This post may contain affiliate links.

Hillsound Trail Crampons Review

Hillsound Trail Crampons Review

Hillsound Trail Crampons are a winter traction aid that’s tailor-made for hiking on inclined trails covered with hard ice or packed snow where you need longer and sharper spikes to penetrate the surface and give you a good grip.  They’re compatible with insulated winter hiking boots, regular hiking boots, trail shoes, and trail runners and don’t require any special skills or tools to use. Made with carbon steel, they’re also quite durable and can be worn in mixed conditions that include ice intermixed with rock. If over time, you do manage to wear them down, they can also be resharpened with a file.

Specs at a Glance

  • Number of spikes: 11
  • Spike Length: 2/3″
  • Harness: Elastomer
  • Materials: Carbon steel spikes and plates, stainless steel chains
  • Sizes: Multiple based on shoe size
  • Gender: Unisex
  • Weight: 18.4 oz, size XL

Hillsound Trail Crampons have more aggressive spikes than simple chain-based winter traction aids like Kahtoola Microspikes or Hillsound Trail Crampon Ultras. While their spikes hang from chains like those other products, the spikes are connected together by carbon steel plates that direct their effect in a more concentrated and coordinated manner.

That extra level of predictability is required when you hike over hard ice, wet ice, or mixed rock and ice, especially on inclined surfaces where a slip can be problematic. They’re similar to real mountaineering crampons in this respect but are lighter weight, don’t require any special footwork training to use, and are compatible with any type of footwear, including soft-soled boots and shoes.

The spikes are connected by carbon steel plates to help coordinate their action.
The spikes are connected by carbon steel plates to help coordinate their action.

They differ from mountaineering crampons because they don’t have front spikes for climbing very steep terrain or vertical walls, in addition to the fact that they have much smaller spikes. They also don’t come with anti-balling plates, which are plastic plates bolted to the bottom of mountaineering crampons that prevent snow from balling up and sticking to the underside of the crampons.

In certain circumstances, wet snow can ball up under the Trail Crampons. But it is often broken up by the movement of the chains connecting the carbon steel plates underfoot. A good whack of your trekking poles is also an effective way to knock any lingering snow off the spikes as well.

The Trail Crampons have an elastomer harness that holds them in place.
The Trail Crampons have an elastomer harness that holds them in place.

The Trail Crampons have an elastomer harness that holds them onto your footwear and makes them very easy to slip on or take off. I usually attach mine to a backpack strap with a carabiner and carry them that way.

There’s also a velcro strap that goes over the top of your boot to prevent the Trail Crampons from popping off and getting lost if you don’t notice they’re missing. This happens with Kahtoola Microspikes which use a similar elastomer harness, but don’t provide an added velcro strap.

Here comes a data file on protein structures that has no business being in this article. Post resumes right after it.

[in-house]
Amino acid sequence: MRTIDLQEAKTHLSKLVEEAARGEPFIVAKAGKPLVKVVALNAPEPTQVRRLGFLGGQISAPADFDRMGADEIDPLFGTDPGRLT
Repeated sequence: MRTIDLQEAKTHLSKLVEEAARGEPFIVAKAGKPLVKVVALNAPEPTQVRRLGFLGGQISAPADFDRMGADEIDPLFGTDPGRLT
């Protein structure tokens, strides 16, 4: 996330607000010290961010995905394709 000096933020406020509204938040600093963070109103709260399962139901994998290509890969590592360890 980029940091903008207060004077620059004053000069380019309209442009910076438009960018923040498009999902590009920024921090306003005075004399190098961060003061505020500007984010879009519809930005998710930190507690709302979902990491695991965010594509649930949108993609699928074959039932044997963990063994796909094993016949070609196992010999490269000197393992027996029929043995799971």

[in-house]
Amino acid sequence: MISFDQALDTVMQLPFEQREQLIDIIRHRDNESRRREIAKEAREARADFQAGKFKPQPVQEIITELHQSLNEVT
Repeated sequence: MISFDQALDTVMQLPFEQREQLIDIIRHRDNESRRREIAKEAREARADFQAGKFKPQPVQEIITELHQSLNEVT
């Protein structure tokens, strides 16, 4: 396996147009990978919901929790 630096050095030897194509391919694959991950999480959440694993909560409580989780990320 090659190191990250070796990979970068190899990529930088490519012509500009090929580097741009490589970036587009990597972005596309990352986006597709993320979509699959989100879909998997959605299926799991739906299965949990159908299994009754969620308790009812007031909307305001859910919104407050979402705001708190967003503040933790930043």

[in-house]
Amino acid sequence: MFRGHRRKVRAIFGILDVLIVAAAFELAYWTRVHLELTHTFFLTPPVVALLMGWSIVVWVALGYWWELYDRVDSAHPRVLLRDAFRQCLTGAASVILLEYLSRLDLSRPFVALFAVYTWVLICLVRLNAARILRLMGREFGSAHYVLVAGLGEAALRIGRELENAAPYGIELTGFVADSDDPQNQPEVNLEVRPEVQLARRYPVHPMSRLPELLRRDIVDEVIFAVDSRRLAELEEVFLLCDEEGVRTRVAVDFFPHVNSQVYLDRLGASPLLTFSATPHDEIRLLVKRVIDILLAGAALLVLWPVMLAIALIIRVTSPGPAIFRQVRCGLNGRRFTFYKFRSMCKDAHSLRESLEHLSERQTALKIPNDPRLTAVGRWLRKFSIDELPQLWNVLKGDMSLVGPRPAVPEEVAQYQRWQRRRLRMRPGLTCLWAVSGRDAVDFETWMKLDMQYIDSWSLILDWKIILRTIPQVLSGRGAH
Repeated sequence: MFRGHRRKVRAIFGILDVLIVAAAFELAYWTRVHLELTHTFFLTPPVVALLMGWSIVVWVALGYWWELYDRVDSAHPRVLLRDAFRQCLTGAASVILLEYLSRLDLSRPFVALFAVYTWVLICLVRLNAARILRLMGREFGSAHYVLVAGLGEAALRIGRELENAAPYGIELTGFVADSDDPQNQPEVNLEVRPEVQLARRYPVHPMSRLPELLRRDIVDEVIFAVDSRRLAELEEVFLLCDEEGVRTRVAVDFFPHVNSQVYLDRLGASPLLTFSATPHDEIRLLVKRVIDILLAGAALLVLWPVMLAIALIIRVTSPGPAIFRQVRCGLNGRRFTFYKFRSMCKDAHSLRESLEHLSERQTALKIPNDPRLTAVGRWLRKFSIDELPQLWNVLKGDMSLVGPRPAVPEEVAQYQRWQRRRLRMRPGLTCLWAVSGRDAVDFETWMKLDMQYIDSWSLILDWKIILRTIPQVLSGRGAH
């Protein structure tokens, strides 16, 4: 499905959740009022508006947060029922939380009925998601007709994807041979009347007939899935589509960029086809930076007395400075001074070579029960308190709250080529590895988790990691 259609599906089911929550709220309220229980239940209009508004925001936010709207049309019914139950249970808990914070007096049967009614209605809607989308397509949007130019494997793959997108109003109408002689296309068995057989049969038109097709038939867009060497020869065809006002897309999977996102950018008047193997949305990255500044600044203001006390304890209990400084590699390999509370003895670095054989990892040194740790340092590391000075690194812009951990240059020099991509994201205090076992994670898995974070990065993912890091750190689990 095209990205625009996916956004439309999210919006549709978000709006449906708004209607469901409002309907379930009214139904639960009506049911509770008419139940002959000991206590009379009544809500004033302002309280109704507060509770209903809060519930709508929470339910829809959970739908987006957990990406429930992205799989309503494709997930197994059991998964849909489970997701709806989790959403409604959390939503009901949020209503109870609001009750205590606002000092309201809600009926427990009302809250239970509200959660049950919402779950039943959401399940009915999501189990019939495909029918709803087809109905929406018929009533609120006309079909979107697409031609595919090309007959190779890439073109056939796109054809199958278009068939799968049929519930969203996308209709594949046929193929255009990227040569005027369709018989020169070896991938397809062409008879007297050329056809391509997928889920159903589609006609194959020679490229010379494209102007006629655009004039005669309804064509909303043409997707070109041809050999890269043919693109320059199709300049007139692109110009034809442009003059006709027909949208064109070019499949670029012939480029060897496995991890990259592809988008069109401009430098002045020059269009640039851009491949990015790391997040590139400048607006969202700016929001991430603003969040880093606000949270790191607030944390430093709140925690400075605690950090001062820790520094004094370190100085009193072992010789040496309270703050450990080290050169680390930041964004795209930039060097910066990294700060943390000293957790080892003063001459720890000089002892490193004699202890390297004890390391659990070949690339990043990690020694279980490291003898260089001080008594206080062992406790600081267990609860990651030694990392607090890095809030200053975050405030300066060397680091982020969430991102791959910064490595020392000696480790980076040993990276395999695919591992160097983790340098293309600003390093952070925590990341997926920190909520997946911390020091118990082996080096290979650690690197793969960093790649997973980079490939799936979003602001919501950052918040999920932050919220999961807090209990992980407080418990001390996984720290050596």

The Trail Crampons have a velcro strap that loops over your boot to prevent the trail crampons from popping off.
The Trail Crampons have a velcro strap that loops over your boot to prevent the trail crampons from popping off.

Fit is very important though because the front and rear spike plates will slide off the left or right sides of your boots or shoes if there’s too much slack in the harness. This isn’t dangerous, but you’ll lose a significant portion of your traction if the spikes are not under the soles of your shoes. Hillsound has a wide range of sizes to dial in a good fit, but they size the trail crampons differently, depending on the type of footwear you use. Something to be aware of.

Hillsound Trail Crampons

Weight
Durability
Binding
Traction
Comfort

Must-have Winter Traction

Hillsound Trail Crampons are a winter traction aid for hiking on icy trails where you need longer and more penetrating spikes than those provided by microspikes. They work with all types of footwear and are much lighter weight and safer to use than mountaineering crampons which require special training and boots to use effectively.

Shop Now

How do you know when you should use these Hillsound Trail Crampons instead of Kahtoola Microspikes or Hillsound’s Trail Crampon Ultra product, which both have much smaller spikes?

Good question. If you find yourself hiking on a trail with thick ice, especially ice with a dry surface, you may find that the smaller spikes bounce off the ice and don’t bite into it. That’s a good time to switch to Trail Crampons. Additionally, if you’re hiking up a moderately steep incline or descending one, the longer and sharper spikes on the Trail Crampons will provide a better push-off on the uphill and or heel braking on the downhill. You’ll learn this with experience, but those are the situations to look for.

The front spikes are positioned under the ball of the foot so you get a good pushoff when hiking, especially uphill.